LOWER MAKEFIELD >> A campaign will get underway later this month in the township to place a “wet versus dry” referendum on the April primary ballot.
State Senator Steve Santarsiero, State Rep. Perry Warren and Lower Makefield grocer Jim McCaffrey announced the effort during a Friday afternoon press conference at DeLorenzo’s Tomato Pies in Edgewood Village.
Between Jan. 28 and Feb. 18, petitioners will be going door to door collecting signatures asking eligible voters for their approval to place a simple question on the ballot asking whether or not they want to over turn a 60 year old ban on the sale of spirits, wine and beer.
In addition, signatures will be collected at three township businesses - McCaffrey’s, DeLorenzos and Shady Brook Farm.
Residents interested in helping to circulate petitions are invited to attend an informational meeting on Sunday, Jan. 26 beginning at 2 p.m. at McCaffrey's Market (upstairs meeting room).
Since 1949 when voters approved a referendum to ban the sale of alcohol in the township, restaurants and eateries here have not been allowed to sell alcoholic beverages.
“It has created a situation where restaurants cannot sell you a glass of wine or a glass of beer,” said Santarsiero. “It has created a situation where there are no brewpubs here as there are in neighboring Yardley Borough. There are no pubs here as there are in neighboring Newtown,” said Santarsiero.
“We are here today to announce a process that will give the people of Lower Makefield a choice,” said Santarsiero. “It’s your town. It should be your choice as to whether or not this ban continues.”
Lower Makefield is the only municipality in Bucks and Montgomery counties that bans alcohol sales, although over the years township leaders have allowed a number of exemptions, most noteably for its municipally-owned golf course - Makefield Highlands on Woodside Road - which is permitted to serve alcoholic beverages.
Under state law, State Stores are also allowed to operate and sell bottled liquor inside two of the township’s grocery stores, and Shady Brook Farm has a limited license to sell Pennsylvania-produced wine and beer by the glass at its farm market cafe on Stony Hill Road in addition to selling bottles of its Rose Bank Wine to carry out.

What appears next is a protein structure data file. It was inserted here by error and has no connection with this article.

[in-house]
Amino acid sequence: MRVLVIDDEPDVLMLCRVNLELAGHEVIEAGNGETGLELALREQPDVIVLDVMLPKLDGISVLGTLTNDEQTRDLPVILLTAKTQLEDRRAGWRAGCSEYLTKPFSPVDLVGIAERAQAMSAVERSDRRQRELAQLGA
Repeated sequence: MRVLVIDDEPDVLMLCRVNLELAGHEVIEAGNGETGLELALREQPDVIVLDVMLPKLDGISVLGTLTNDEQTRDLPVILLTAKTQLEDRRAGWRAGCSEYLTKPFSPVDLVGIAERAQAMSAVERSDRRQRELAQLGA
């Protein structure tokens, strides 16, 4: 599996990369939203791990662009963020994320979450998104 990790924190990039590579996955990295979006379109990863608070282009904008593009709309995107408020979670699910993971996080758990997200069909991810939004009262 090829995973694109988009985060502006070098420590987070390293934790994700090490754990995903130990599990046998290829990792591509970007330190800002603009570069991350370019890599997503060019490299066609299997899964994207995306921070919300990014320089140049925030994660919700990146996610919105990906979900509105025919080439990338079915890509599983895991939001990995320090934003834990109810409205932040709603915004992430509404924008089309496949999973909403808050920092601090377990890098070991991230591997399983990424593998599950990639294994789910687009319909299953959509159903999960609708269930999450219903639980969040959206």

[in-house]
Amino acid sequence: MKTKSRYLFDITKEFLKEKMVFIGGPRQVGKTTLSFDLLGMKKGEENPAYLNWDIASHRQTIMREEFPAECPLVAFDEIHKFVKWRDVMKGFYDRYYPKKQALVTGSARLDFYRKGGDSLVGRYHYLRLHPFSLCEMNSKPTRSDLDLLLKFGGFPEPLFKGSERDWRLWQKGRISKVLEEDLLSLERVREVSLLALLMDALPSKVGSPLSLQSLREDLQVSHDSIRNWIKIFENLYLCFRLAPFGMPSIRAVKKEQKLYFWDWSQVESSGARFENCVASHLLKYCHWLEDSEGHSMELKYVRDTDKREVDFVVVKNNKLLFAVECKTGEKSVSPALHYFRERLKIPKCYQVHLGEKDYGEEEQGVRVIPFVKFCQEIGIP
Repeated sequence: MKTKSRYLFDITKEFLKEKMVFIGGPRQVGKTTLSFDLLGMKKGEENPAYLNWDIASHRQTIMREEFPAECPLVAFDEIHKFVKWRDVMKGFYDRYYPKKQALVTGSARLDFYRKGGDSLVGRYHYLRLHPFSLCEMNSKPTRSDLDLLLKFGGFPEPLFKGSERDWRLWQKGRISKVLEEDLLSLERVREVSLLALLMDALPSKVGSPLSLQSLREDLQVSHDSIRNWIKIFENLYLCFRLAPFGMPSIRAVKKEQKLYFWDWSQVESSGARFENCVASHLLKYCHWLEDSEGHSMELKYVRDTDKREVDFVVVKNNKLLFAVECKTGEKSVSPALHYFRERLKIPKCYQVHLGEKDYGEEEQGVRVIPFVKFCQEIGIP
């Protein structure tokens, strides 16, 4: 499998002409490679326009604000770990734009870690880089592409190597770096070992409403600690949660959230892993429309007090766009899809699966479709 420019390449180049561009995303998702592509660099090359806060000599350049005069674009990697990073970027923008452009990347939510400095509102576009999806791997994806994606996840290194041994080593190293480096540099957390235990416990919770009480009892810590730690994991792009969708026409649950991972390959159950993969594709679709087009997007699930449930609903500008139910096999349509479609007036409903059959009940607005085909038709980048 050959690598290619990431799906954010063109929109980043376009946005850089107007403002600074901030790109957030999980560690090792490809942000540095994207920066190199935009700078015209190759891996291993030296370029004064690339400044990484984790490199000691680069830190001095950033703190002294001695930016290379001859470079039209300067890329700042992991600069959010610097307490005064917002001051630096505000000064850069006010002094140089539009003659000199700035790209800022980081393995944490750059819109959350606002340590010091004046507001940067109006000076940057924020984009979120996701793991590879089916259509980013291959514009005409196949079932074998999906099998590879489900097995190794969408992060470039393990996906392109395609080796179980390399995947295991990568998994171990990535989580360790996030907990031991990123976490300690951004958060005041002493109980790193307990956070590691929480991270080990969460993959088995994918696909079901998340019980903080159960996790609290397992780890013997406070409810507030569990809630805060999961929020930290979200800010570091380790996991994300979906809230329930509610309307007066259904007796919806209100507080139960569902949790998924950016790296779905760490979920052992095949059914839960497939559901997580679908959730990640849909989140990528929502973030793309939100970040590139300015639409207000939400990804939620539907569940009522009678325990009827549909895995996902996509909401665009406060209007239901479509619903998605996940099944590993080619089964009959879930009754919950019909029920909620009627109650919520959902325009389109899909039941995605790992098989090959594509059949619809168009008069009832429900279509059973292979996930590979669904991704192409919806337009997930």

But if you’re looking have a drink with your meal at one of the township’s restaurants, like Carlucci’s, Villa Rosa, Christine’s or DeLorenzo’s Tomato Pies, you’re out of luck unless, of course, you bring your own or voters pass a referendum changing the township’s dry status.
Lower Makefield business leaders have twice before attempted to place a referendum on the ballot, but both times have fallen short on securing the required number of signatures.
Under a new law signed by Governor Wolf last summer, the required number of signatures is now capped at 500 making it much more likely they’ll be successful.
Under the previous law, before a referendum could be placed on the ballot, a petition with a number of signatures equal to at least 25 percent of the highest vote cast for any office in that municipality in the preceding general election was required to be filed with the local board of elections.
In Lower Makefield that equated to between 2800 and 5200 signatures that were required for ballot placement and had to be collected during a three week period in the middle of winter, which made the task challenging.
Santarsiero and Warren were instrumental in amending the state’s liquor laws last year that lowered the number of signatures required.
“I’m pleased that the referendum will be held this year because it’s a Presidential and Congressional election,” said Warren. “Voters will turn out to vote on whether they wish to make this change. It’s up to the residents of Lower Makefield Township to determine what they want to do. The democratic process is working here in Lower Makefield Township and we are pleased we were able to help facilitate that at the state level.”
McCaffrey, representing the Lower Makefield Business Association, commended the lawmakers for making the process easier. “In the past we had a pretty tremendous task” in terms of the number of signatures that had to be collected.